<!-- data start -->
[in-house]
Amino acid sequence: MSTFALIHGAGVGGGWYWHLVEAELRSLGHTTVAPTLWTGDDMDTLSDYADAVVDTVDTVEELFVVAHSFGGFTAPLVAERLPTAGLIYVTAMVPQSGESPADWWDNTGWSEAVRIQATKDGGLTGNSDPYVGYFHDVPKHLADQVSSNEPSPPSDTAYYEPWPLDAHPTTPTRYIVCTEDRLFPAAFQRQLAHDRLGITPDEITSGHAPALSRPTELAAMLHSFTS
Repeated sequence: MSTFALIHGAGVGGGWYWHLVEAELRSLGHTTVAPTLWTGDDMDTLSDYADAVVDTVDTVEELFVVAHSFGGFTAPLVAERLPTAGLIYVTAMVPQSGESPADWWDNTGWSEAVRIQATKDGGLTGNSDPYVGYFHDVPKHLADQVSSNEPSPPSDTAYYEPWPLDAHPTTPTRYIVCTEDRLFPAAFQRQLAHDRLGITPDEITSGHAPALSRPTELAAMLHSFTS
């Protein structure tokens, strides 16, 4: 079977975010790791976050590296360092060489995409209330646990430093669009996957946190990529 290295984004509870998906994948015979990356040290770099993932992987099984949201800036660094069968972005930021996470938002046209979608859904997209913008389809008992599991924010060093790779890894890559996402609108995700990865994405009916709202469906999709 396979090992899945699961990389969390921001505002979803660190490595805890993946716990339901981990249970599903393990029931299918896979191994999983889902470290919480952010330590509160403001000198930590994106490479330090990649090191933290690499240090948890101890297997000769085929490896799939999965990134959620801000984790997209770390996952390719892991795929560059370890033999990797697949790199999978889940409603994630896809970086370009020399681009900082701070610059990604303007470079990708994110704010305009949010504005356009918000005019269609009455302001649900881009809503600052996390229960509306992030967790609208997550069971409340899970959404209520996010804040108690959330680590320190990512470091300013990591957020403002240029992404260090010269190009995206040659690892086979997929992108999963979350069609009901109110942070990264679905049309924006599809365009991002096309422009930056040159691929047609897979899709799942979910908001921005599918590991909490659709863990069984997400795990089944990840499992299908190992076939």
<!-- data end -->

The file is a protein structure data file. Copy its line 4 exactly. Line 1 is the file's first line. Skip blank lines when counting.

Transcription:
């Protein structure tokens, strides 16, 4: 079977975010790791976050590296360092060489995409209330646990430093669009996957946190990529 290295984004509870998906994948015979990356040290770099993932992987099984949201800036660094069968972005930021996470938002046209979608859904997209913008389809008992599991924010060093790779890894890559996402609108995700990865994405009916709202469906999709 396979090992899945699961990389969390921001505002979803660190490595805890993946716990339901981990249970599903393990029931299918896979191994999983889902470290919480952010330590509160403001000198930590994106490479330090990649090191933290690499240090948890101890297997000769085929490896799939999965990134959620801000984790997209770390996952390719892991795929560059370890033999990797697949790199999978889940409603994630896809970086370009020399681009900082701070610059990604303007470079990708994110704010305009949010504005356009918000005019269609009455302001649900881009809503600052996390229960509306992030967790609208997550069971409340899970959404209520996010804040108690959330680590320190990512470091300013990591957020403002240029992404260090010269190009995206040659690892086979997929992108999963979350069609009901109110942070990264679905049309924006599809365009991002096309422009930056040159691929047609897979899709799942979910908001921005599918590991909490659709863990069984997400795990089944990840499992299908190992076939």